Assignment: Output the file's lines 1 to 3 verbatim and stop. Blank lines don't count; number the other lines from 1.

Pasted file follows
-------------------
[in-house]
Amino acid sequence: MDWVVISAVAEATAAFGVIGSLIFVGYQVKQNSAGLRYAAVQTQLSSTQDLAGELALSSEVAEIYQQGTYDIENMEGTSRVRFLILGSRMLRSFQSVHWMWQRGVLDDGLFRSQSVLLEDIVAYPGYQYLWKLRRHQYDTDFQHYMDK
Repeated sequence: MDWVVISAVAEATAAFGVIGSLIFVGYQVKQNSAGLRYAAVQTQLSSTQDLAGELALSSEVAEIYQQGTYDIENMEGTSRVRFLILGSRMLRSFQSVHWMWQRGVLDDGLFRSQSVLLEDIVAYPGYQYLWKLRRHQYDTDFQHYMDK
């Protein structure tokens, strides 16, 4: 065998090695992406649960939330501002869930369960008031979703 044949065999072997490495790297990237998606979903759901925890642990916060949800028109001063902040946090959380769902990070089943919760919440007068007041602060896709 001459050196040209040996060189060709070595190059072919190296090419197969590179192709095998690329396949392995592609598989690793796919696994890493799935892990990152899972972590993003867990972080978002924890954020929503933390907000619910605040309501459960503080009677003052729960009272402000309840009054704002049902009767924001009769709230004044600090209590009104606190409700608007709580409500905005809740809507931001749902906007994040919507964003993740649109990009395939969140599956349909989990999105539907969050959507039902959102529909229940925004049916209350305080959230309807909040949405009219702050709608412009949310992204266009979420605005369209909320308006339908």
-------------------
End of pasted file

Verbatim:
[in-house]
Amino acid sequence: MDWVVISAVAEATAAFGVIGSLIFVGYQVKQNSAGLRYAAVQTQLSSTQDLAGELALSSEVAEIYQQGTYDIENMEGTSRVRFLILGSRMLRSFQSVHWMWQRGVLDDGLFRSQSVLLEDIVAYPGYQYLWKLRRHQYDTDFQHYMDK
Repeated sequence: MDWVVISAVAEATAAFGVIGSLIFVGYQVKQNSAGLRYAAVQTQLSSTQDLAGELALSSEVAEIYQQGTYDIENMEGTSRVRFLILGSRMLRSFQSVHWMWQRGVLDDGLFRSQSVLLEDIVAYPGYQYLWKLRRHQYDTDFQHYMDK